I know, I know. That first week of NaNo everyone makes a vow to write for 1 hour or 2,000 words every day. While these goals are great to motivate, they can also add discouragement if you fall behind. So make sure your goals aren’t too aggressive, but not so laid back that you don’t get anything done. Plan a day off here and there to rest, to get reacquainted with you family, and catch up on the other important things in your life.

NaNoWriMoAlong the same line as taking a day off… Take a break! If you’ve planned a long stretch of writing, stop every 45 minutes or so and step away for a few minutes: take a walk around the block, grab a snack or a drink, anything. Just take a quick break and then come back and write some more. Not only will this help you regain focus, it will get the blood moving. Use a timer to help you remember those breathers.

A note about timers: Timers can be wonderful tools for motivation if you’re the type who likes to play “beat the clock.” I am very deadline driven, so I use this technique to help me focus on what needs to get done. I also have the added benefit of a few hours between work and school where I can get some things done. Of course that doesn’t stop the telephone and the doorbell from ringing. This is where the headphones and music come in handy. I close the door, put on those headphones, hit play, and tune out the world. I also set a timer so I don’t forget my other responsibilities.

Be kind to yourself.

NaNoWrimoI mean it! Be nice. Don’t kick yourself because you didn’t make your goal or you simply couldn’t squeeze one more minute out of the day. This type of behavior leads to discouragement and failure. Instead, set small daily and weekly goals and a reward system to help motivate you. No one knows better what those motivators for you are than you. So decide what those pick-me-ups are and use them to help you reach your goals.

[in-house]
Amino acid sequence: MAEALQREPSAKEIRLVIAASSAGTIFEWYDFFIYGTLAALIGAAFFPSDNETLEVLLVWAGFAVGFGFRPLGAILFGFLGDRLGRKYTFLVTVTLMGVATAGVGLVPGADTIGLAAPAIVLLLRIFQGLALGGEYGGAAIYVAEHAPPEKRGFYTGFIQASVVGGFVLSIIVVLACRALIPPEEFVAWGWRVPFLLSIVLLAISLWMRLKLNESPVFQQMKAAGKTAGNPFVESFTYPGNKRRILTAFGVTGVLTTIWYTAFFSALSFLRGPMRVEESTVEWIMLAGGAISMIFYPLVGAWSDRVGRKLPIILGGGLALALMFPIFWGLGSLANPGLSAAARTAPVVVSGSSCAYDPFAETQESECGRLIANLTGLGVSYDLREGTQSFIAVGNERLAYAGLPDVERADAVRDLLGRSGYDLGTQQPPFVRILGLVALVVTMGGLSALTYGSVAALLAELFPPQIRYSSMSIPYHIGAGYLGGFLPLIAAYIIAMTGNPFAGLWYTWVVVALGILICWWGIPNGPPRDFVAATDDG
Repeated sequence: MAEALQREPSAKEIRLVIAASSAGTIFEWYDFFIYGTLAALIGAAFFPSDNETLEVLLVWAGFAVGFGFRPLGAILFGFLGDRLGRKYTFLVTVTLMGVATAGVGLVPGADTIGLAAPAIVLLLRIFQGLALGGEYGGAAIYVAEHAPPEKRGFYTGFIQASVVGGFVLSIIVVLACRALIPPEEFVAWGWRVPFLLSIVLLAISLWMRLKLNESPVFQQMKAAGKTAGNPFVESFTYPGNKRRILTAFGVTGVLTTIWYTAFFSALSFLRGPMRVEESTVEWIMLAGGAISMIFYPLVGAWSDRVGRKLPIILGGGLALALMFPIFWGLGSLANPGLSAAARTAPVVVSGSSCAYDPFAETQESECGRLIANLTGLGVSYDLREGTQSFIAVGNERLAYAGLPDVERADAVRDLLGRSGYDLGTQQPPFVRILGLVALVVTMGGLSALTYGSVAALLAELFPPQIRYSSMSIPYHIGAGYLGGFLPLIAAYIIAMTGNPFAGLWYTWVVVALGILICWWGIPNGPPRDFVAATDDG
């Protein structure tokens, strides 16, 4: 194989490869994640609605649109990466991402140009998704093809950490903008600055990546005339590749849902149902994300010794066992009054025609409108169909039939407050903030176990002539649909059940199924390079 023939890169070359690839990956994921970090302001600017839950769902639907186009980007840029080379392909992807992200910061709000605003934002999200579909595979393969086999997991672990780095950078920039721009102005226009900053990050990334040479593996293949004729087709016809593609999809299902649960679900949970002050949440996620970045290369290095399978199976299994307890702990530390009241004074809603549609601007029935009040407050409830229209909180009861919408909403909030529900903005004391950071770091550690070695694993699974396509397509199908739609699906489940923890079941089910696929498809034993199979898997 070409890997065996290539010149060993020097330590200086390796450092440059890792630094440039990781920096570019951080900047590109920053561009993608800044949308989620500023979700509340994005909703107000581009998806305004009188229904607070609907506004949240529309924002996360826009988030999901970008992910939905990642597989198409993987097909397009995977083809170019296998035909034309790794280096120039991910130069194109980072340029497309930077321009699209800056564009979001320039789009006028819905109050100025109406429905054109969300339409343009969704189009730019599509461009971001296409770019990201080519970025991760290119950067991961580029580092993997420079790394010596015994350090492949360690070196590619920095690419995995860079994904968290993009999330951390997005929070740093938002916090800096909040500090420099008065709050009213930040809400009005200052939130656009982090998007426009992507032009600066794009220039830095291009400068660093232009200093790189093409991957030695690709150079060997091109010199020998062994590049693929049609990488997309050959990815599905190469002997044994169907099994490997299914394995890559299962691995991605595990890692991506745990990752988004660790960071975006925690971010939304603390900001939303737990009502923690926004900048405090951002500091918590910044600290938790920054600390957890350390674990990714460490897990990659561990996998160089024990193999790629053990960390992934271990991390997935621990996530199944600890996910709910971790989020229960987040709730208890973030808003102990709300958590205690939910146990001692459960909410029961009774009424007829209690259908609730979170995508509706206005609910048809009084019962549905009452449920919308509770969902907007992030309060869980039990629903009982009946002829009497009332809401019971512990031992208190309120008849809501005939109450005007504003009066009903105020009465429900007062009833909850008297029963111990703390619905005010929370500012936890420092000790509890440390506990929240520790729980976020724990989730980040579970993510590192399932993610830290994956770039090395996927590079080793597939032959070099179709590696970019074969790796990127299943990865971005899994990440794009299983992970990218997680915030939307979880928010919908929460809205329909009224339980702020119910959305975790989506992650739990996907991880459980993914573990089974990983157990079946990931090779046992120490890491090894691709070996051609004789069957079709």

Find your cheerleaders!

NaNoWriMoLet all your cheerleaders know what you’re doing and ask them to help motivate you. Now when I say cheerleaders, I mean those people who will let you call them, cry on their shoulder, and then tell you to get your sorry butt in gear and get writing. These are also the same people who will dance around the living room and celebrate when you reach your daily goal.

But not everyone will make the cut. If your sister is your greatest pal but she doesn’t really support your writing, she’s not gonna make the NaNo Cheer Squad. I’m just saying… Pick those people who have your back.

And now for the boring technical stuff.

(I can’t help myself. I’m an editor, so sue me. Okay, you can try, but I got no money, honey. So good luck with that one.)

Don’t forget to have the tools of writing somewhere near, so when you need that thesaurus, you’re not digging through those boxes of books that have been in the storage closet since college and have been through three moves, but never opened. Of course, dictionaries and thesauruses… thesauri… (looks up in NaNoWriModictionary only to find that both words are correct) are online. But if you have a few favorite books on characters, conflict, emotional words, settings and plots, put those in your writing haven so you don’t waste prime writing time (or use as an excuse to stop writing) looking for stuff.


If I have to sum up in two words how to succeed with NaNoWriMo, it would be seek balance. I find that for me, at least, if I don’t make time for the other important things in my life, I have a difficult time justifying adding something else. Find that happy medium and see how far it takes you.

Now… go write something!


  1. Thanks for this post! It’s my first time trying nanowrimo, and I’m trying to learn what to expect from it! My name there is @claragwrites.

    • I’m glad you’re giving NaNoWriMo a try! I have yet to “win,” but hope to do so this year. Good luck and thanks for your comments! I’ll look for you on the NaNoWriMo boards. – Janine